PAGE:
I am currently using a Tycon managed POE 24 port midstream injector. The managed pieces mostly involve POE. Easy peasy POE management.


          Yup here over the years have migrated from coaxial / Siamese cabled cams to balun powered analog cams to POE initially SD IP cameras to most current POE HD IP cameras.

          Here too maintaining the analog stuff (Leviton Omnitouch & CCTV hub - HAI Subpanel) and legacy serial HAI Leviton Omnitouch CCTV screens by combining IP camera feeds to one analog converter and vice versa putting some analog CCTV cameras to IP (well a long time now). The newer HAI Leviton IP connected touchscreens just need to have the IP of the streaming CCTV cameras configured in the console interface (configuration software called PCA (PC access).

          Yup; dumb analogy; but true; is having to reboot HS every night / morning on a schedule because it doesn't run more than a few days. I do not do this but many folks here do this today.
          Last edited by Pete; June 15th, 2014, 10:15 AM.
          - Pete

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          • #6
            All 14 of mine are Vivotek IP/POE and our climate here in Colorado can go from -30 to 100 degrees. I had 7 at my office and have installed 50-60 others for friends and family. Since I started using them in 2012 none, not one, has required a reboot or failed to connect on power-up. I have one WiFi model that wouldn't reconnect when the router was restarted, but that was solved by updating the firmware on the router.

            I am certainly not a shill for Vivotek, but when something just works, I tend to stick with it. And the image quality is very good.
            Attached Files
            Randy Prade
            Aurora, CO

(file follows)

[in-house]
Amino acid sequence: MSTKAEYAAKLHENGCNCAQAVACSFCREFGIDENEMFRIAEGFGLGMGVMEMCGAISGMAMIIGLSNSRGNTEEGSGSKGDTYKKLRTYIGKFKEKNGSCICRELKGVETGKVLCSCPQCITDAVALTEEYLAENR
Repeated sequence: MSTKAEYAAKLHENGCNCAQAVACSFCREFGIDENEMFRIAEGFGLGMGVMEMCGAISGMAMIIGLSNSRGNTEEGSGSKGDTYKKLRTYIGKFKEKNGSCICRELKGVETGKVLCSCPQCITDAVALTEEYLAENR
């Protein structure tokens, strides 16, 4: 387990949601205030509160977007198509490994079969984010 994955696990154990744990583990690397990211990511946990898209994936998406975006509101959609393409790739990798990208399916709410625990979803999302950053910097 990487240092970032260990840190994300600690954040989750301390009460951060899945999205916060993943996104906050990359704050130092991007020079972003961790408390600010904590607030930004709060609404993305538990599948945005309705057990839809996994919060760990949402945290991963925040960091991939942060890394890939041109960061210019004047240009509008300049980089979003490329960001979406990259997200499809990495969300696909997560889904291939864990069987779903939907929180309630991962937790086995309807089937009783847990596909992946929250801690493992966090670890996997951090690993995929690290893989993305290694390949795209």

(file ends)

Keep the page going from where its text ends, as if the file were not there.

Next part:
Prades.net

            PHLocation - Pushover - EasyTrigger - UltraECM3 - Ultra1Wire3 - Arduino

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            • #7
              Very nice Randy.

              I like to tinker.

              I have two automation worlds in my automation sand box; one that works 24/7; never touching it and one mostly for play and tinkering (lately weather stuff). I cannot connect 20 plus hardware devices though to the Leviton HAI OPII panel.

              I see it appears you utilize a 2.8mm lens on that camera. (maybe even a 2.4 mm lens).

              Here I too have settled on the use of a 2.8 mm lens for the outdoor cams.

              I have read only good things about the Vivotek IP cameras.

              I have cams that look at cams that look at cams.

              One outdoor IP cam is under a sappy tree and deliberately exposed to the "weather"; in an effort in trying to break it.

              Yup; like CO ....one last trip to Estes, great times. Watching herds of Elk all night by the house, snowing all night and waking up to some 3-4 feet of snow; then playing bocci ball after clearing out the driveway and temps being 70 F.
              Last edited by Pete; June 15th, 2014, 11:39 AM.
              - Pete

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              • #8
                You may want to try a different option if your IPCameras are needing to be rebooted. I'm using "lip stick" cameras with the AXIS 241Q's and haven't had to restart any thing in years. I got good cameras and $10 Harbor Frieght cameras and all of them have worked without any intervention since I've installed them. If you want to "reboot" all of your cameras you can simply log into the video server and restart that. Check these servers out. They can be bought for a good price on eBay.
                -Rupp
                sigpic

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                • #9
                  Yup; the analog SD cameras today just go and go.

                  They have less "moving" parts and are limited being maxed out at the top of the analog resolution spectrum.

                  The move towards miniaturization of a little computer next to the camera lens brings us to the world of high definition video resolution being able to see and do a bit more with the camera.